That is one brave kid who has already faced two years of threat and harassment.





Uncivil social media and lese majeste

15 01 2012

At The Nation, Pravit Rojanaphruk has a piece describing how the battle raging on the monarchy has become rather uncivil.

PPT is biased on this as we tend to see a lot of the yellow-shirted hate email and much that is in the Manager Online falls into the same category.

That the attacks on people identified as anti-monarchist are drawing on a history of right-wing extremism is no surprise.

Seri Wongmontha

What is interesting in Pravit’s account is the statement by the former dean of Thammasat University’s Faculty of Journalism and royalist TV host and actor Seri Wongmontha. He claims that the exceptional nastiness of the cyber-attacks on so-called anti-royalists are not “a witch hunt.”

He claims that the attacks and harassment of the then minor Kan Thoob “shouldn’t be considered a witch-hunt, but an ‘attempt to seek the truth and catch the criminal’.” Seri went on to justify the harassment and nastiness “by saying that since Karn Thoop’s remarks about the Royal Family on Facebook were evident, opposition to her was understandable.”

Justifying vicious verbal and physical attacks and continual harassment of a child – now young adult – hardly seems “understandable” or in any way justifiable.





Further updated: Thammasat student gets summons on new lese majeste charge

3 01 2012

At New Mandala, Somsak Jeamteerasakul comments on what he says is a new lese majeste charge. PPT reproduces it in full:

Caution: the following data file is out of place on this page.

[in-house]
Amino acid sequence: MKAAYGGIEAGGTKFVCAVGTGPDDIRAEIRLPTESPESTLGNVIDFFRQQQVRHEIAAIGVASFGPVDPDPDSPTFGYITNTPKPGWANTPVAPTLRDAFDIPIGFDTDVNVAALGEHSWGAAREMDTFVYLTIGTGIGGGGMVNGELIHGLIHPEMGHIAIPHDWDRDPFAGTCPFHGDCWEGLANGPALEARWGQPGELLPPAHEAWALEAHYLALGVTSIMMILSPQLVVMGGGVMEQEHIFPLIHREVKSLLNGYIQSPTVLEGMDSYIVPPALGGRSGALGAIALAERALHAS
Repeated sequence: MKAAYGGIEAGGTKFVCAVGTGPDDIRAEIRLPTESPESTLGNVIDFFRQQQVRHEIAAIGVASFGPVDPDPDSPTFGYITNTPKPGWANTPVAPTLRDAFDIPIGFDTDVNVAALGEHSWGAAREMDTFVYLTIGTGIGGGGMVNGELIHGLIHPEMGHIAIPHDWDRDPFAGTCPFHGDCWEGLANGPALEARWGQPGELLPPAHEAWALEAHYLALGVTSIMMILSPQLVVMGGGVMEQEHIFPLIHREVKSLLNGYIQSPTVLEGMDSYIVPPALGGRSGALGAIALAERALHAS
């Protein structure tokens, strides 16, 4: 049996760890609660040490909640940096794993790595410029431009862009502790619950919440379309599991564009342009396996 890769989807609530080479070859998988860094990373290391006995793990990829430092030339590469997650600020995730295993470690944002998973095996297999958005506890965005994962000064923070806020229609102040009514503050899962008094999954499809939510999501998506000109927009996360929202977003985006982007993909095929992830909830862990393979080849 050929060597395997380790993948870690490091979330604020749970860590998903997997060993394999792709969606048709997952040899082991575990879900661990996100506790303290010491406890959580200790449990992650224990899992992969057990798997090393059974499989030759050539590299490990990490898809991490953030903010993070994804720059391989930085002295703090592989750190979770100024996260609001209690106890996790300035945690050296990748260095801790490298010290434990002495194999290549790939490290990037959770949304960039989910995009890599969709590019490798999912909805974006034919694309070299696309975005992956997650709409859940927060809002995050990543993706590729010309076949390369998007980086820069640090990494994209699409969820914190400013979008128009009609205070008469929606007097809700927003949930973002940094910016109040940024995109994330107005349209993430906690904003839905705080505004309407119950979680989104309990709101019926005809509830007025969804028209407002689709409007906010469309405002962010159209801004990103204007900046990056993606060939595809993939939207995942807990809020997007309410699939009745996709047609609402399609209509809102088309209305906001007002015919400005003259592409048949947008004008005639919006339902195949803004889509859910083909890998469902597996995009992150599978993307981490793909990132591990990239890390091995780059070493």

New LM case: a first year student at Thammasat charged

I regret to inform all NM readers of the second of three new LM cases I mention above (an earlier post in the same thread).

The first case, that of ajarn Suraphot Thawisak, had already been reported.

The accused in this case is Miss Natthakarn Sakuldarachat (her name at the time of the incident she is being charged with, she has since changed her name and surname to avoid harassment). At this moment she is a first year student in the Faculty of Social Welfare, Thammasat University.

During March-April 2010, at the height of the rallies and crackdown in Bangkok, Natthakarn or “Kan Thoob” the nickname she used online then, under which she is more widely known, had just finished her high school course, and had already passed the written exam to the Silpakorn University.

She posted some comments on her Facebook. Some online royalists saw them, quickly accusing her of LM, and widely attacking her on the internet and in “Yellow” media outlets.

These fierce attacks were such that the Dean of the Silapakorn Faculty (a known royalist) where Natthakarn “Kan Thoob” already passed the written exam, decided to reject her as new student, claiming she was not qualified because of her lack of loyalty to the monarchy.

A few weeks afterward, Natthakarn earned the right to take a oral exam at Kasetsart University. But the royalists hounded her, threatened to stage a protest at the university the day she was scheduled to appear for an oral exam. So Natthakarn decided to not show up and forfeited her right to study there.